(Reuters) - Self-driving cars, long touted by developers as a way to eliminate road deaths, could likely only prevent a third of all U.S. road crashes, according to a study released on Thursday.
The Insurance Institute for Highway Safety (IIHS), a research group financed by U.S. insurers, found the remaining crashes were caused by mistakes that self-driving systems are not equipped to handle any better than human drivers.
Partners for Automated Vehicle Education, a consortium of self-driving companies and researchers, said in a statement on Thursday the study wrongly assumed that automated cars could only prevent crashes caused by perception errors and incapacitation.
Some 72% of crashes were avoidable, based on the study’s calculations, if accidents caused by speeding and violation of traffic laws were included, the consortium said.
Traffic experts say roughly nine in 10 crashes result from human error and more than 36,000 people are estimated to have died in U.S. car crashes last year.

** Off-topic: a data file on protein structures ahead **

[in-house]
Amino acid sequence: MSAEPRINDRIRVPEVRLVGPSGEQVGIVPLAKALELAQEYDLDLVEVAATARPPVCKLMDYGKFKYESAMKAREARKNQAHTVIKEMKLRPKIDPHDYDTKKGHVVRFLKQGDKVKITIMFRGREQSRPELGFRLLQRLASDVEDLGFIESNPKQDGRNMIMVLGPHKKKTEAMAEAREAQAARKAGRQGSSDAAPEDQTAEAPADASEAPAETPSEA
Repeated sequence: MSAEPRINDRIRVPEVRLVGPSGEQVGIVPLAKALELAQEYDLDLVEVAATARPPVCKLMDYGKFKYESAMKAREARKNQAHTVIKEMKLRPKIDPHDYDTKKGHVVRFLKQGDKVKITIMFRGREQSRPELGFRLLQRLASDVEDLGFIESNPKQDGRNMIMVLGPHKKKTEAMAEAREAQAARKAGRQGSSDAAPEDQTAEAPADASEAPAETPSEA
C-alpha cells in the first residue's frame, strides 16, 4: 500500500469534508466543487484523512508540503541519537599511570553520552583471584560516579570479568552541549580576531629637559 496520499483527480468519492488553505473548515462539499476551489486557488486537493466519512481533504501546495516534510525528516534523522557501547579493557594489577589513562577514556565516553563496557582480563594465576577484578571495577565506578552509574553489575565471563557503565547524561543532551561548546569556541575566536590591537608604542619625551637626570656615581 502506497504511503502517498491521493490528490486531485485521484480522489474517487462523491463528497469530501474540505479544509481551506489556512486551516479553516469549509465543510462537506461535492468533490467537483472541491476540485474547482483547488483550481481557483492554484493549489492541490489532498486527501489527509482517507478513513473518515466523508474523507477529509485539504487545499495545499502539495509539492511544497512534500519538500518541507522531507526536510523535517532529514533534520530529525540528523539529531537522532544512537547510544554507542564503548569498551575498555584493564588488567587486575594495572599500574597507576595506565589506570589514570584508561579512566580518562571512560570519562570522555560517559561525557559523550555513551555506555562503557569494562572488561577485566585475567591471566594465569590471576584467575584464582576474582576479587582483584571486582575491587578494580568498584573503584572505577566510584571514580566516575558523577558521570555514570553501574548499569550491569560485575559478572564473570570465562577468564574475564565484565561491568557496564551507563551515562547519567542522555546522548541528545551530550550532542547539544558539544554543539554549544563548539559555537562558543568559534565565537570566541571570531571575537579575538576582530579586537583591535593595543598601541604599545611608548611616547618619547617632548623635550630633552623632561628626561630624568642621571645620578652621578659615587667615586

Self-driving vehicle developers, including traditional automakers and technology companies, have repeatedly positioned fully automated driving as a tool to drastically reduce road deaths.
But not all human mistakes can be eliminated by camera, radar and other sensor-based technology, according to the IIHS analysis of more than 5,000 representative police-reported crashes nationwide.
One-third of all crashes were the exclusive result of sensing and perception errors, or driver incapacitation, the study found.
Most crashes were due to more complex errors, such as making wrong assumptions about other road users’ actions, driving too fast or too slow for road conditions, or making incorrect evasive maneuvers. Many crashes resulted from multiple mistakes.
“Our goal was to show that if you don’t deal with those issues, self-driving cars won’t deliver massive safety benefits,” said Jessica Cicchino, IIHS vice president for research and a coauthor of the study.
Reporting by Tina Bellon; Editing by Richard Chang